Celebrations can wait: One good monsoon will not undo two droughts

Indians have hailed twin, almost identical predictions, about a bountiful monsoon this year after two successive years of deficient rainfall. It is as if the skies will open up with good fortune.

In essence, 106 per cent in 2016 could mean the highest rainfall since 1999 when the IMD had predicted 108 per cent of long period average. A good rainfall is necessary for the country's farmers and therefore, in the long run, to contain inflation and sustain overall economic growth. It is also critical to fill up the country's water reservoirs which stand severely depleted. But a good monsoon alone cannot be the panacea for India's muted agricultural growth or to avert future water wars. We are hurtling towards a crisis which one good monsoon alone may not solve.

Representational imnage. Reuters

Representational image. Reuters

First of all, let us understand that an above-average rainfall forecast does not essentially mean that rains would be bountiful all over the country and therefore bring relief uniformly. Remember, at least 10 of India's 29 states are reeling under drought. Speaking to The Indian Express, the head of IMD's Climate Services Division D Sivananda Pai has said that even in a year of excess rainfall, there can be pockets that experience drought. In a bad monsoon year, some areas may get good rain. Rainfall is not evenly distributed across regions. The IMD is yet to come out with a detailed forecast of rains region-wise. Skymet, on the other hand, has said Tamil Nadu, North Eastern states and parts of south interior Karnataka may receive less rain from June through September although overall the monsoon will be above average. A report from the State Bank of India noted that though there is no need of worry regarding below normal rainfall in North-East India, "this is a slight concern for Tamil Nadu as it holds a share of about 7 per cent of total rice production in the country."

Also, even if monsoon rains are good overall, a heartening agricultural growth will come on a very low base of previous two years. Agri economist Ashok Gulati pointed out that though the above-normal forecast for rains this time is welcome news, the country is still far away from the average annual agricultural growth rate of 4 per cent.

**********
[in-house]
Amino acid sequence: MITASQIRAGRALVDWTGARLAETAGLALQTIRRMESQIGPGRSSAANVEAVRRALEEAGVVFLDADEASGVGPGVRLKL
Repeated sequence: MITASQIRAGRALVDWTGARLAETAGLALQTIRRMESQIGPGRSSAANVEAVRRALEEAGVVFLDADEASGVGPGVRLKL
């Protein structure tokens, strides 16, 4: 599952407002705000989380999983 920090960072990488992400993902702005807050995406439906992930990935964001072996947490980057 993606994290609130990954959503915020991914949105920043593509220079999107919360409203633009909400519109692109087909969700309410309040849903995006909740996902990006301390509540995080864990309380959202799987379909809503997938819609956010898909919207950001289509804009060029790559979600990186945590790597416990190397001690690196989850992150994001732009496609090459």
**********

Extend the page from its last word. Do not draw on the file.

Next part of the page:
"Agriculture growth rate was just 1.1 per cent last year and negative (-0.2 per cent) the year before. Due to good rains, it may be anywhere between 4-6 per cent this year but then, the three-year average will be well below the ideal 4 per cent number," he said. He said agriculture must register at least half the rate of overall GDP growth in the economy — so if the economy is growing at 8 per cent on an average each year, agri growth should be around 4 per cent. This ideal ratio of agri GDP versus India's GDP growth has hardly been achieved, with Gulati pointing out that when it was seen — in the 11th Five-Year Plan (FY08 to FY12) — it lead to a decline in poverty three times faster during 2004-11 than during 1993-2004."

Madhavan Rajeevan, secretary in the ministry of earth sciences, tweeted yesterday:  Past data shows while poor monsoon affects agriculture severely, good monsoon don't produce proportionate positive effect on agriculture.

And in this piece in The Economic Times, former Niti Ayog member N C Saxena has said drought cannot be blamed entirely on monsoon failure or on climate change; a flawed agricultural policy is a bigger causative factor in the collapse of farm and dairy production in semi-arid regions. The bottomline is that India's agricultural GDP needs more than a good monsoon to reach its true potential.